University of Khartoum students and riot police clashed on Wednesday [July 10] when police prevented angry students from demonstrating in the streets, confining the demonstrations to university grounds. Meanwhile, President Omar al-Bashir mocked those calling for an Arab Spring in Sudan and asserted that they are living through a burning summer and a “fire that will burn all enemies.”
Hundreds of students from the University of Khartoum reportedly attempted to leave university grounds on Wednesday, chanting anti-government slogans and calling for the overthrow of the Bashir regime. The students chanted “no more dictatorship after today,” “the people want to overthrow the regime” and “Freedom, Peace, Justice.” The police responded by firing tear-gas canisters from outside the university’s walls, and the students responded by throwing stones and empty bottles. There were some limited clashes before the authorities closed the main road that leads to the center of the capital. The students said that some of them were wounded by the police’s rubber bullets, while others choked on the thick tear gas.
In the meantime, Bashir announced that sanctions were being imposed on companies whose home governments are hostile to or imposing sanctions on Sudan’s government. He asserted that “friendly countries” should be allowed to reap the benefits of his government’s action against the other companies. He asserted that there is no Arab Spring in Sudan, just a hot summer.
In a public speech celebrating the opening of a sugar factory in the White Nile state in the center of Sudan, Bashir castigated those seeking to overthrow his government and “return the people to the era of suffering.” He added that “the people have demonstrated their awareness and their full knowledge” of where their interests lie, and that those interests lie with the government staying. He said that those hoping that the Arab Spring will move to Sudan “will not see it because we are passing through a hot summer, a burning summer” that will burn all of Sudan’s “enemies.” He did not go on to name these enemies.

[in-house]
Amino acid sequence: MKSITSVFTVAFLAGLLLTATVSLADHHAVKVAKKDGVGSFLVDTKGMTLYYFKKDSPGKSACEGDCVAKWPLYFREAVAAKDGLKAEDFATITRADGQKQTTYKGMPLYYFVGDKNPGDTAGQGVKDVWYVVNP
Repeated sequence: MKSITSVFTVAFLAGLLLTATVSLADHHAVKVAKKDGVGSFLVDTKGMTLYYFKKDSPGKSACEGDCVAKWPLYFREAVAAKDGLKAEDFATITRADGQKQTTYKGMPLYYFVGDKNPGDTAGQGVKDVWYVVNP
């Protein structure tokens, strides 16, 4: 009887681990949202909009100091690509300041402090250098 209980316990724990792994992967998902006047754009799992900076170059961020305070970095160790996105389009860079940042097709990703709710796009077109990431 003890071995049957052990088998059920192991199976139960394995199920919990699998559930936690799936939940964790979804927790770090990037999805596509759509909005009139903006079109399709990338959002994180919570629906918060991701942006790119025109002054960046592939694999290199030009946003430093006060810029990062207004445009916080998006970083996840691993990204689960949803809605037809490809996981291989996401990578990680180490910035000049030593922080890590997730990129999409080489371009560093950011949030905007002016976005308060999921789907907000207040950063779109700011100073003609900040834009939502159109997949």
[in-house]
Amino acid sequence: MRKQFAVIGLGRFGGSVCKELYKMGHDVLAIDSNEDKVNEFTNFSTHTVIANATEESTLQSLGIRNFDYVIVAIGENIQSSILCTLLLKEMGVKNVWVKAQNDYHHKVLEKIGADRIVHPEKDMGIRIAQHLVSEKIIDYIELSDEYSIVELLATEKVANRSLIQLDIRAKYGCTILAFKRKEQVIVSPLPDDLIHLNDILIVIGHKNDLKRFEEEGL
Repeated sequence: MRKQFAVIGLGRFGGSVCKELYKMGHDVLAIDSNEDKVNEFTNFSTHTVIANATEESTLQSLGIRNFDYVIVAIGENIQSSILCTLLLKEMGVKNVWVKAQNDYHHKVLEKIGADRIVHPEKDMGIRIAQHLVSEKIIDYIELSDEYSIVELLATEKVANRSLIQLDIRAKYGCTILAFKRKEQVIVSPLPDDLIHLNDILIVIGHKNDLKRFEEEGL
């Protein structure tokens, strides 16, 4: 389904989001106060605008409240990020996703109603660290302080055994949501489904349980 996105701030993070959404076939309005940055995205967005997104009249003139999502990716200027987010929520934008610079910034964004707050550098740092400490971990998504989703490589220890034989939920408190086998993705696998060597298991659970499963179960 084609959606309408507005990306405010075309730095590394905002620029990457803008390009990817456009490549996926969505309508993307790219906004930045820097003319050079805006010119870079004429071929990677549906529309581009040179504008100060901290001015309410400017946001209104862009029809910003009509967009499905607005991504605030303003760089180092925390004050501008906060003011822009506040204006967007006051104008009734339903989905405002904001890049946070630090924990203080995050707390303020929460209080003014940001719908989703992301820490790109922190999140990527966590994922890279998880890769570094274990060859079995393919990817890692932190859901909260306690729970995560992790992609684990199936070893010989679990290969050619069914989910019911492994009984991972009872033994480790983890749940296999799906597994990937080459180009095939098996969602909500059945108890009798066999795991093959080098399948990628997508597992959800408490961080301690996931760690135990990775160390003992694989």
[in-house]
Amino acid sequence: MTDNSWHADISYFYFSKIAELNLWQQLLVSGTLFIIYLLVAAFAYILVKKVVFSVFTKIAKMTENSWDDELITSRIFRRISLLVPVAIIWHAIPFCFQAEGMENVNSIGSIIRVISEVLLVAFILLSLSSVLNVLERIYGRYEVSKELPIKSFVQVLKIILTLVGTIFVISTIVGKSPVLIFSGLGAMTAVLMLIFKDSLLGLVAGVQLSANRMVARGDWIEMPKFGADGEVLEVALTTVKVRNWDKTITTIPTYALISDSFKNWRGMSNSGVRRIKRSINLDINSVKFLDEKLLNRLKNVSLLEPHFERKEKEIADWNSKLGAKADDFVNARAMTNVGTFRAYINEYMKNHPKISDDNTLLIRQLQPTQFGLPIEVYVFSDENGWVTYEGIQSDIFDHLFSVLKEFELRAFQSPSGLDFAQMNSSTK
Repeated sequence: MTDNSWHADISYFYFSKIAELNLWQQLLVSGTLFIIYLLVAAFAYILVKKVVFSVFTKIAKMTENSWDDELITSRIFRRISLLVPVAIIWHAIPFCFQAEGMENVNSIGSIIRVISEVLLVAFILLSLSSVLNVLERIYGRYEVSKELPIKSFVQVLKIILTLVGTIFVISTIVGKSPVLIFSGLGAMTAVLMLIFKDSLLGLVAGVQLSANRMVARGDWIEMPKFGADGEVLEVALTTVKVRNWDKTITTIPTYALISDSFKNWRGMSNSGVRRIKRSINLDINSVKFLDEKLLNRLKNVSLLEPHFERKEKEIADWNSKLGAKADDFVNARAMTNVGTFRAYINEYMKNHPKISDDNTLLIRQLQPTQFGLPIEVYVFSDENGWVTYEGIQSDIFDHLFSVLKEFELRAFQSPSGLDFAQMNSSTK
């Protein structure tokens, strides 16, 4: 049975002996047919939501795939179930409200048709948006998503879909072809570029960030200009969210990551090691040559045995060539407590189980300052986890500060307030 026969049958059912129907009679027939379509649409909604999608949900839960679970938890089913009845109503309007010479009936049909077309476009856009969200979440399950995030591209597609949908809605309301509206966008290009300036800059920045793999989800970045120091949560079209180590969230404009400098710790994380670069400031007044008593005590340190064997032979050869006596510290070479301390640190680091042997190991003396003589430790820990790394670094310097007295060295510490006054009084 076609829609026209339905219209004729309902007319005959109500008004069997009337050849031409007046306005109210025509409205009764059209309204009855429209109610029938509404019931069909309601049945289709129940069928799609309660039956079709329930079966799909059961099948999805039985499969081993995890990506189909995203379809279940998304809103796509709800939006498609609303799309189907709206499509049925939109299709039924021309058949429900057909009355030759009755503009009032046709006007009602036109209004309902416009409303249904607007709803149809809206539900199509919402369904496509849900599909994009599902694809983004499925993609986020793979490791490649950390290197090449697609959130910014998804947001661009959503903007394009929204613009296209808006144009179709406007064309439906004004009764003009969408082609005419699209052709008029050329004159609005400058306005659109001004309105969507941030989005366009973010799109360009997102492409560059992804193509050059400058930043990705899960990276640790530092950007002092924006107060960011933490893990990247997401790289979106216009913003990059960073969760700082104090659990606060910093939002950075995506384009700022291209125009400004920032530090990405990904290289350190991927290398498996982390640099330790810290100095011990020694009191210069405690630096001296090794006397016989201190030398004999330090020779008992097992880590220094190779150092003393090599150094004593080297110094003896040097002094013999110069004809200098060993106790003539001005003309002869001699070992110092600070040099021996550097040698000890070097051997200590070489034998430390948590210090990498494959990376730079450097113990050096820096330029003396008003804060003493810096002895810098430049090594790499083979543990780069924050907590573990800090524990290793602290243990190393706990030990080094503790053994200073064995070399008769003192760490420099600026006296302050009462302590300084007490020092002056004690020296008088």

Bashir announced that countries whose governments are hostile to Sudan have been banned from doing business in the country. However, he stated that he was opening the doors to investments from “friendly nations whereby both [sides] can benefit.” He continued, “How can they boycott us and fight us while we host their companies? I order all [government] officials and the private sector to stop dealing with these companies. We have many friends.” Sudanese officials accused US groups of disrupting the opening of the sugar factory that Bashir inaugurated yesterday by preventing it from importing American technology.
In related news, the ruling National Congress Party accused the opposition Communist Party and the Popular Congress Party of trying to overthrow the government with “sleeper cells.” They alleged that these cells were planted among citizens, and that they have emerged during the demonstrations in recent weeks.
National Congress Party official and Deputy Parliament Speaker Samia Ahmed Mohamed said in a statement on Wednesday that a number of opposition parties and political entities, particularly the Popular Congress Party and the Communist Party, have played a role in sowing chaos among the citizens. They have done this by “non-peaceful methods of agitation and protest,” in addition to vandalizing private and public property. She said that both parties raised slogans relating to bringing down the ruling regime, and that they had planted a large number of “subversive sleeper cells” among the citizens to try to disrupt the country’s security and social order.